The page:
Alan Partridge 'writes' second autobiography
A second volume of Alan Partridge's autobiography is set to be published.
Writer Neil Gibbons, who helped write the Norwich DJ's first book and the successful Alan Partridge film, revealed the news on Twitter.
He promised the book, which is due for release in 2016, would include "new Monkey Tennis revelations".
Publishers Orion said the journal would be a collection of diary entries, letters, "think pieces" and programme and business ideas.
Orion announced it had bought a book "by Alan Partridge, which will be written 'with help' from Steve Coogan and Rob and Neil Gibbons".
Twin brother comedy writers Neil and Rob Gibbons started working with Coogan when he brought back his DJ alter-ego in an online Partridge show called Mid Morning Matters in 2011.
They also worked on his first autobiography I, Partridge: We Need to talk about Alan, which was published in 2011 to rave reviews.
"An acutely observed mock-memoir, touching on the great man's highs (receiving a Burton's Gold Card) and lows (Toblerone addiction) in equally self-regarding manner," said the Independent on Sunday when it was published.
And Time Out gave it four stars: "As a parody of celebrity autobiography, it's sound; but as a sustained piece of comic writing, it's outstanding".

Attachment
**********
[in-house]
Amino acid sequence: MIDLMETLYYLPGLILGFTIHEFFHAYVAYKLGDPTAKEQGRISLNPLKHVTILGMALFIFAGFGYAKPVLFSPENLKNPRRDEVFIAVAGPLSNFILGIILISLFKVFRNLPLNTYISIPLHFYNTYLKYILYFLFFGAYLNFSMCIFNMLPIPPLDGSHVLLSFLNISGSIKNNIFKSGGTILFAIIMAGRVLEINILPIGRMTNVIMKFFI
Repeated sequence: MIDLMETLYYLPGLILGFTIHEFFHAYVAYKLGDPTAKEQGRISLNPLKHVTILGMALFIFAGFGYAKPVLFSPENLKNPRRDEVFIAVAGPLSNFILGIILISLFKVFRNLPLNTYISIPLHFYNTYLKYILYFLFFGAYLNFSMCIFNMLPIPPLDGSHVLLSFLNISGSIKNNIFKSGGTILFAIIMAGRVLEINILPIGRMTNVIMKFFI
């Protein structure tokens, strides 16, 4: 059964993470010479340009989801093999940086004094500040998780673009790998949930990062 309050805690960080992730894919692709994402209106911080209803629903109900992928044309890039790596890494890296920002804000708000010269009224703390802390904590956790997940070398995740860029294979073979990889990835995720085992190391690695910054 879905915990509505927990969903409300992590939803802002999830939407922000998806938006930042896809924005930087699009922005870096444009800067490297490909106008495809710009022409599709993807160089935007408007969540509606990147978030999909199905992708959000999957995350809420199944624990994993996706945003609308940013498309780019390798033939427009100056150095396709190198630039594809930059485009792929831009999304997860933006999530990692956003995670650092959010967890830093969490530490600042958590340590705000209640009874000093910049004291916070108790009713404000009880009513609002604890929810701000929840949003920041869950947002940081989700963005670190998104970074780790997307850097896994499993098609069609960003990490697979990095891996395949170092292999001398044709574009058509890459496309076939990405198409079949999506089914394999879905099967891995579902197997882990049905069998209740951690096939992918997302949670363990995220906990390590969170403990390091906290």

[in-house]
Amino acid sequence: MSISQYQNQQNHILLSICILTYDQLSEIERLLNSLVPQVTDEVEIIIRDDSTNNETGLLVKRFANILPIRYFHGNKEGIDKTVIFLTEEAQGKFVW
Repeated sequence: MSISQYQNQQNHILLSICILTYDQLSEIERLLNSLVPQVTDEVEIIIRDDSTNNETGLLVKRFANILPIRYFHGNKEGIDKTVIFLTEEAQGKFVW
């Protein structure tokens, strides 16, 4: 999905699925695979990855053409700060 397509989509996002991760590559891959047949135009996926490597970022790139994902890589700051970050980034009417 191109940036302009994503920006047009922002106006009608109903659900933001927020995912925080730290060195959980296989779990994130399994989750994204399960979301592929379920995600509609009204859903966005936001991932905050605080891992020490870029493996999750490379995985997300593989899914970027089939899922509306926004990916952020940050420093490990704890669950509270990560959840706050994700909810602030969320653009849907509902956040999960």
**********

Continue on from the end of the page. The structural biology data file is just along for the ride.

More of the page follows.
Coogan admitted that he decided to write Partridge's life story as a way of getting out of writing his own.
"Publishers asked me to do one, but no-one asked me to do the Alan Partridge autobiography - I suggested it as a sort of deflecting device," he told BBC's Front Row.
Coogan wrote the book in the same way as the hit TV show, with him and the other writers improvising.
But he admitted he did not set out the first Alan Partridge autobiography to be satirical.
"We just wanted to do what he would do in trying to write his autobiography.
"He wants to make his life more than unremarkable, so every single event in his life he tries to spin into something it's not.
"There was an argument between his parents about tax returns that he tries to turn into some kind of nightmare childhood - as if it was torturous for him and he was scarred by it".